By Elijah Wald
Blues has meant many different things over the years, and its history—like the history of any musical genre—is as much the story of those evolving meanings as it is of an evolving musical style. In the beginning, the word just meant sorrow or depression, and thousands of songs have continued to use it that way: “I’ve got the blues, I can’t be satisfied,” or “Hear that lonesome whippoorwill, he sounds too blue to cry.” But sometime around the first decade of the 20th century it also came to be used for a kind of music.
Music Starts to Get the Blues
We don’t know what kind of music, exactly, was first called blues. Ma Rainey and Bessie Smith were singing slow, sad songs about their troubles in love and life by 1910 or thereabouts, but no one seems to have called them blues singers until the late teens—and by that time blues had already come and gone as a hot dance craze, played by brass bands and ragtime orchestras, and been supplanted by jazz. In 1915, the first newspaper article to mention jazz as a musical style was headlined “Blues Is Jazz and Jazz Is Blues,” which makes perfect sense if you look at how many early jazz bands relied on the basic 12-bar blues form. But there was also a lot of blues that was not jazz, and some jazz that was not blues.
A century later, it is even harder to sort out what “blues” means—or, more to the point, what it doesn’t mean. We often hear that blues is the root of all American music, from country to rock to rap, and it doesn’t stop there—the haunting music of northern Mali is frequently described as “African blues;” rembetika, fado, and flamenco are described as Greek, Portuguese, and Spanish blues, respectively; and enka is described as Japanese blues. For many people, blues continues to denote emotion and is a catch-all term for any music that feels soulful. That might serve as a good general definition, except that the most popular blues style in the United States is a rowdy, bar-band sound featuring fast tempos and screaming electric guitar solos.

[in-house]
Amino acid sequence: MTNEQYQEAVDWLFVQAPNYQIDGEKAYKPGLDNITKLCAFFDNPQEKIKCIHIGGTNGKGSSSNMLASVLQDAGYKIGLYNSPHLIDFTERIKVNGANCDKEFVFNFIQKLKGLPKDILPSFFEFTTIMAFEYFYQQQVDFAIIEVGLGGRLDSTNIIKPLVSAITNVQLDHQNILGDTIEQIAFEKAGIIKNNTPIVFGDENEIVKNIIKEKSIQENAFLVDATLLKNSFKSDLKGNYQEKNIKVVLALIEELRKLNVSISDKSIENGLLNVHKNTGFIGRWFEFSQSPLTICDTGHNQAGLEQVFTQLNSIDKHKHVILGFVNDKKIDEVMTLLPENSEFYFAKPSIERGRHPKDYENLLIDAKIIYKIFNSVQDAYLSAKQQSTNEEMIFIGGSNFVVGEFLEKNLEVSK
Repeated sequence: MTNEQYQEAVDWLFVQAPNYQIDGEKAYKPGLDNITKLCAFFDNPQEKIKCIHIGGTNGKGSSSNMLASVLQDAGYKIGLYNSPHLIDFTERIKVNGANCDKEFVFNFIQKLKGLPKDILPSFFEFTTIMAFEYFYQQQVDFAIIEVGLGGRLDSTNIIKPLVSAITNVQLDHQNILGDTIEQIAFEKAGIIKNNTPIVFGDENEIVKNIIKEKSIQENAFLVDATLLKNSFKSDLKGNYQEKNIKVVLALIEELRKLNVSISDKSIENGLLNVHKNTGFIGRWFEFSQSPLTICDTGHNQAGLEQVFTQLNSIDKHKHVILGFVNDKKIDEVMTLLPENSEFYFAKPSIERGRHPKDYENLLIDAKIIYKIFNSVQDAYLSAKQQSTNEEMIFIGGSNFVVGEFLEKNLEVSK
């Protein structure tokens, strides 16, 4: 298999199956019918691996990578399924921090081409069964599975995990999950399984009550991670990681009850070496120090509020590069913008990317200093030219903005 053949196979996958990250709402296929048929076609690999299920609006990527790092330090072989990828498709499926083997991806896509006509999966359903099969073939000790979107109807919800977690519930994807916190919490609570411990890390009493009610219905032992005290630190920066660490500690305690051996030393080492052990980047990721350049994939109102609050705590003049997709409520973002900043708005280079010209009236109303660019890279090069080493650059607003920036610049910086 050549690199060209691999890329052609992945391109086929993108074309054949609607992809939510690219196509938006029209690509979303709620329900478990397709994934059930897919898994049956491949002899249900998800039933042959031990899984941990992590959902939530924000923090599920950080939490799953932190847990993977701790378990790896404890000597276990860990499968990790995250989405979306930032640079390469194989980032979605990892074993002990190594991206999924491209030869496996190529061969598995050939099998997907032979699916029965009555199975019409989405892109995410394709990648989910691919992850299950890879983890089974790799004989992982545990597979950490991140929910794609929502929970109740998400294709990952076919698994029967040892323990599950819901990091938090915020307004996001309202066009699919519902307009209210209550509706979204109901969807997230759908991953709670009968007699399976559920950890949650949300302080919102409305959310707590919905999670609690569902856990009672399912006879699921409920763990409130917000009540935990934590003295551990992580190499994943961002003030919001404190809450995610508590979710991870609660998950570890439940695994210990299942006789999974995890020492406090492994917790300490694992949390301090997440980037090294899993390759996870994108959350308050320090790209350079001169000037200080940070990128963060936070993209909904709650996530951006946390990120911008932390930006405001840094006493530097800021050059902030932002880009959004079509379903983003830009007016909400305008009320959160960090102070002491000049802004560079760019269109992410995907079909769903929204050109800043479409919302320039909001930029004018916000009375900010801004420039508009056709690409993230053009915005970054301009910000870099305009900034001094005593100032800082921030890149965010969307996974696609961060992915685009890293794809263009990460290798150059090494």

Race & Blues
Then there is the issue of race. The earliest blues songs were specifically recognized as African American, and many fans continue to think of blues as essentially black music—some will even argue that a blues feel is what marks any musical style as black and might paraphrase that old headline as “Blues Is Black and Black Is Blues.” The list of white artists who have made blues the foundation of their styles runs from Jimmie Rodgers and Hank Williams through Elvis Presley and the Rolling Stones to Jack White, but all have credited African American predecessors as influences and inspirations. But anyone exploring the modern blues scene has to face the fact that at most blues events in the 21st century, the vast majority of audience members and players are white.
My first blues heroes were African American acoustic guitar players, people like Josh White and Mississippi John Hurt, and I have spent most of my life playing their music and writing about it, trying to keep that tradition alive while extending my interests to include later artists, from T-Bone Walker and Dinah Washington to electric innovators like Jimi Hendrix and soul-blues singers like Denise LaSalle. I traveled to New Orleans, Texas, Los Angeles, Chicago, and the Delta searching out clubs where I could hear the “real” blues—by which I mean the older styles I loved, played by old African American men and women for audiences of their peers—but I have also enjoyed a lot of fine performances by white, Asian, European, Native American and Latino artists.